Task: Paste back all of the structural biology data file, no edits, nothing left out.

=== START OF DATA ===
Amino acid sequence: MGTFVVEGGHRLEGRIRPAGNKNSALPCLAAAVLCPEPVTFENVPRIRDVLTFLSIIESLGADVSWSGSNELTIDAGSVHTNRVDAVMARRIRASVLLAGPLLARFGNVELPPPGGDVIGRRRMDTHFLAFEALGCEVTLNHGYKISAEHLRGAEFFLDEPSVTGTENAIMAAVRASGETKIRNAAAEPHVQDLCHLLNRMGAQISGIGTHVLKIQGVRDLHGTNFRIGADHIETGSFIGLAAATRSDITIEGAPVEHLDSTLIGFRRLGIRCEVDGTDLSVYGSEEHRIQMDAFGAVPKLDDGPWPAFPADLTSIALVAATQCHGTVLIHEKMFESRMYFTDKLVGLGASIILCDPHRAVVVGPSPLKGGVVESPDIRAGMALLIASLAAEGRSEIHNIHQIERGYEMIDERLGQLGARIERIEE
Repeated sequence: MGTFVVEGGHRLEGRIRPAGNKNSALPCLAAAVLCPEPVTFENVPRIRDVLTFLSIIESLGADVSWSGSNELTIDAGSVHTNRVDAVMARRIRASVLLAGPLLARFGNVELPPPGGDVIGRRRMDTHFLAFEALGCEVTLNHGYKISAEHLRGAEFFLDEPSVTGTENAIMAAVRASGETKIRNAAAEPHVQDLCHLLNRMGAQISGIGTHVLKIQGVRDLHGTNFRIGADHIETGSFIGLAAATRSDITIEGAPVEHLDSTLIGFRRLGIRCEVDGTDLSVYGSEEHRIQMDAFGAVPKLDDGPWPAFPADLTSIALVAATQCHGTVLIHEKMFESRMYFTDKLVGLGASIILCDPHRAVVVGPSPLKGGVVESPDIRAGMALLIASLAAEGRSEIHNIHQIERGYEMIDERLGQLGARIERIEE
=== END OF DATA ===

Amino acid sequence: MGTFVVEGGHRLEGRIRPAGNKNSALPCLAAAVLCPEPVTFENVPRIRDVLTFLSIIESLGADVSWSGSNELTIDAGSVHTNRVDAVMARRIRASVLLAGPLLARFGNVELPPPGGDVIGRRRMDTHFLAFEALGCEVTLNHGYKISAEHLRGAEFFLDEPSVTGTENAIMAAVRASGETKIRNAAAEPHVQDLCHLLNRMGAQISGIGTHVLKIQGVRDLHGTNFRIGADHIETGSFIGLAAATRSDITIEGAPVEHLDSTLIGFRRLGIRCEVDGTDLSVYGSEEHRIQMDAFGAVPKLDDGPWPAFPADLTSIALVAATQCHGTVLIHEKMFESRMYFTDKLVGLGASIILCDPHRAVVVGPSPLKGGVVESPDIRAGMALLIASLAAEGRSEIHNIHQIERGYEMIDERLGQLGARIERIEE
Repeated sequence: MGTFVVEGGHRLEGRIRPAGNKNSALPCLAAAVLCPEPVTFENVPRIRDVLTFLSIIESLGADVSWSGSNELTIDAGSVHTNRVDAVMARRIRASVLLAGPLLARFGNVELPPPGGDVIGRRRMDTHFLAFEALGCEVTLNHGYKISAEHLRGAEFFLDEPSVTGTENAIMAAVRASGETKIRNAAAEPHVQDLCHLLNRMGAQISGIGTHVLKIQGVRDLHGTNFRIGADHIETGSFIGLAAATRSDITIEGAPVEHLDSTLIGFRRLGIRCEVDGTDLSVYGSEEHRIQMDAFGAVPKLDDGPWPAFPADLTSIALVAATQCHGTVLIHEKMFESRMYFTDKLVGLGASIILCDPHRAVVVGPSPLKGGVVESPDIRAGMALLIASLAAEGRSEIHNIHQIERGYEMIDERLGQLGARIERIEE